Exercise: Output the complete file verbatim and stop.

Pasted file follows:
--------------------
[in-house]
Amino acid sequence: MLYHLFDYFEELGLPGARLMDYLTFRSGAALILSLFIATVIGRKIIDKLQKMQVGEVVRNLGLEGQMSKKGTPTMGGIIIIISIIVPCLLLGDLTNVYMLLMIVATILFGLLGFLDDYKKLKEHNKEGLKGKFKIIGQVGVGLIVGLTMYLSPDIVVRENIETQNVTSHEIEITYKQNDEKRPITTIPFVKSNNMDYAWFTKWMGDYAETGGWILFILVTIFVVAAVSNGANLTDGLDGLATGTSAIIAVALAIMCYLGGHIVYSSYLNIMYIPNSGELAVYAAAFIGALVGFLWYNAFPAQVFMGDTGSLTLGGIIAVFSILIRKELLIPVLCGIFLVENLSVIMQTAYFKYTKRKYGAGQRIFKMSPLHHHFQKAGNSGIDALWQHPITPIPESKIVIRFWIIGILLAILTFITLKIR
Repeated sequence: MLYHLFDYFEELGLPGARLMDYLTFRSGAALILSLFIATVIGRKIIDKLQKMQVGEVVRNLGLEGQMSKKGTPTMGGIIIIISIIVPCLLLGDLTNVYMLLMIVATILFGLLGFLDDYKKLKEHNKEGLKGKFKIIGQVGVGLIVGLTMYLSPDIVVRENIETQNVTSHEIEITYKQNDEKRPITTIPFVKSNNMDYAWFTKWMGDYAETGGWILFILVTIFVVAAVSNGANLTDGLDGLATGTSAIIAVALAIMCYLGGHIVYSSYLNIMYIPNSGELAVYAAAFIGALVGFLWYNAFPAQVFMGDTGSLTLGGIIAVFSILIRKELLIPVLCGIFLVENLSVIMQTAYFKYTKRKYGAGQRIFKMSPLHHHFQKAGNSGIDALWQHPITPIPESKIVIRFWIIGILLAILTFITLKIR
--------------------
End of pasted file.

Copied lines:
[in-house]
Amino acid sequence: MLYHLFDYFEELGLPGARLMDYLTFRSGAALILSLFIATVIGRKIIDKLQKMQVGEVVRNLGLEGQMSKKGTPTMGGIIIIISIIVPCLLLGDLTNVYMLLMIVATILFGLLGFLDDYKKLKEHNKEGLKGKFKIIGQVGVGLIVGLTMYLSPDIVVRENIETQNVTSHEIEITYKQNDEKRPITTIPFVKSNNMDYAWFTKWMGDYAETGGWILFILVTIFVVAAVSNGANLTDGLDGLATGTSAIIAVALAIMCYLGGHIVYSSYLNIMYIPNSGELAVYAAAFIGALVGFLWYNAFPAQVFMGDTGSLTLGGIIAVFSILIRKELLIPVLCGIFLVENLSVIMQTAYFKYTKRKYGAGQRIFKMSPLHHHFQKAGNSGIDALWQHPITPIPESKIVIRFWIIGILLAILTFITLKIR
Repeated sequence: MLYHLFDYFEELGLPGARLMDYLTFRSGAALILSLFIATVIGRKIIDKLQKMQVGEVVRNLGLEGQMSKKGTPTMGGIIIIISIIVPCLLLGDLTNVYMLLMIVATILFGLLGFLDDYKKLKEHNKEGLKGKFKIIGQVGVGLIVGLTMYLSPDIVVRENIETQNVTSHEIEITYKQNDEKRPITTIPFVKSNNMDYAWFTKWMGDYAETGGWILFILVTIFVVAAVSNGANLTDGLDGLATGTSAIIAVALAIMCYLGGHIVYSSYLNIMYIPNSGELAVYAAAFIGALVGFLWYNAFPAQVFMGDTGSLTLGGIIAVFSILIRKELLIPVLCGIFLVENLSVIMQTAYFKYTKRKYGAGQRIFKMSPLHHHFQKAGNSGIDALWQHPITPIPESKIVIRFWIIGILLAILTFITLKIR